There’s a story she often tells about a man in his sixties, who she treated for a tumor the size of a cauliflower sprouting from his neck. It caused him terrible pain. It oozed. It stank. He’d almost given up hope. Yvonne placed him on steroids to shrink the tumor, then checked in on him each week, to be with him on his journey.

Each time she came by, he’d reveal a little more of his life. In a strange piece of post-war irony, the man was German (Yvonne is Jewish) and had fought in WWII. He told Yvonne about serving on the front when things were quite bleak: frozen fields, barbed wire, that sort of thing. At the end of a day’s fighting, a trumpet voluntary would play. He explained it had come from ancient times, when the wounded would raise their hands to be scooped off the battlefield by medics in horse-drawn carts.

One time, as Yvonne visited him, he played a trumpet voluntary on an old record. It was his way of saying goodbye and thanking her for scooping him up when he had felt so helpless. Six weeks into Yvonne’s visitations, he died peacefully with his wife beside him, his life neatly rounded to a close—and Yvonne was happy to have played her part.

Palliative care runs so contra to our ideas about medicine and what doctors do.

Palliative care is a tricky thing to explain to people. I think it’s because it runs so contra to our ideas about medicine and what doctors do. Throughout our lives, we see the counterpart—curative care—played out in the form of surgeries, procedures, therapies (like chemotherapy or immunotherapy), and various other medical interventions that fight or fix the direct cause of an illness. We see it on TV shows like ER and Grey’s Anatomy and just about any daytime soap opera.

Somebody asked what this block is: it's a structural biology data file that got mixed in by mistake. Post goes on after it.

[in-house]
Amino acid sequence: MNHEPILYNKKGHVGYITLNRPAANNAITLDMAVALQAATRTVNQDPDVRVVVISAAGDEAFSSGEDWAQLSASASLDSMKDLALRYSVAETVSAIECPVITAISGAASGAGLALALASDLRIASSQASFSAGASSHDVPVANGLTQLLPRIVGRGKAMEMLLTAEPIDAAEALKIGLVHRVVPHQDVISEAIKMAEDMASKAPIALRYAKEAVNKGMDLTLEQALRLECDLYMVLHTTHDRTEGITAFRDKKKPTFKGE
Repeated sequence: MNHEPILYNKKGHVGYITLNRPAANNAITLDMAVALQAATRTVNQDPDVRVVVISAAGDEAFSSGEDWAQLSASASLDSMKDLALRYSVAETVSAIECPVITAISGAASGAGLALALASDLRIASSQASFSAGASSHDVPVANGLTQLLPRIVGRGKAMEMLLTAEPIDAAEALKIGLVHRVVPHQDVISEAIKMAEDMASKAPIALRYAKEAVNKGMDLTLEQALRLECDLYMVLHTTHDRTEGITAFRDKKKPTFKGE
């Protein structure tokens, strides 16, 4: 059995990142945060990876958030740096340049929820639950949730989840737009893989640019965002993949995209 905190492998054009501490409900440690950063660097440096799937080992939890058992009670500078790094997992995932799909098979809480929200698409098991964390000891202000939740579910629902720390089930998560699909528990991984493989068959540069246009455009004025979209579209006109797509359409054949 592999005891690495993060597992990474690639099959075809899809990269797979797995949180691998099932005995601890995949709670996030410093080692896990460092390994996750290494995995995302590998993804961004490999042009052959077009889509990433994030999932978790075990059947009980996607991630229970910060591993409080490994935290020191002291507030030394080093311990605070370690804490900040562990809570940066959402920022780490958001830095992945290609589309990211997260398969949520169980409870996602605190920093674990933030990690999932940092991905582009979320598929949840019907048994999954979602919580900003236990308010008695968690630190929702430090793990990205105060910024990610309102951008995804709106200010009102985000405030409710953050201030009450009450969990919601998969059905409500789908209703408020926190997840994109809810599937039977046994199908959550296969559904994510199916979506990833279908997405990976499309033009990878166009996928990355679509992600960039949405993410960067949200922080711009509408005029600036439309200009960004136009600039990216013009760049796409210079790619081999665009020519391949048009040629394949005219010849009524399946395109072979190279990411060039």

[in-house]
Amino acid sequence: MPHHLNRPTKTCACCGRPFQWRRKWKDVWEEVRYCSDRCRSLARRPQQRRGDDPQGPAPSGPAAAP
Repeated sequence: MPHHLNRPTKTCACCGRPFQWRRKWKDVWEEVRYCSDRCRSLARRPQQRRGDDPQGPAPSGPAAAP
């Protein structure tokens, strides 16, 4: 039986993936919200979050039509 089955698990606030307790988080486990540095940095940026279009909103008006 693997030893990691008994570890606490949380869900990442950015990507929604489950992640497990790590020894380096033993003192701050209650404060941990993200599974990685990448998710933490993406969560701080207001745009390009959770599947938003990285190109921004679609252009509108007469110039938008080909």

Meanwhile, palliative care is somewhere in the background. It’s supportive medicine and therapy in the form of symptom-controlling medication, rehabilitation, and counsel, which doesn’t necessarily cure illness, but does make it easier to cope or recover. Curative and palliative efforts complement each other. Curative care makes you get better, but palliative care makes you feel better, kind of like how a sore throat lozenge soothes your throat even if it doesn’t “cure” the cause of the soreness.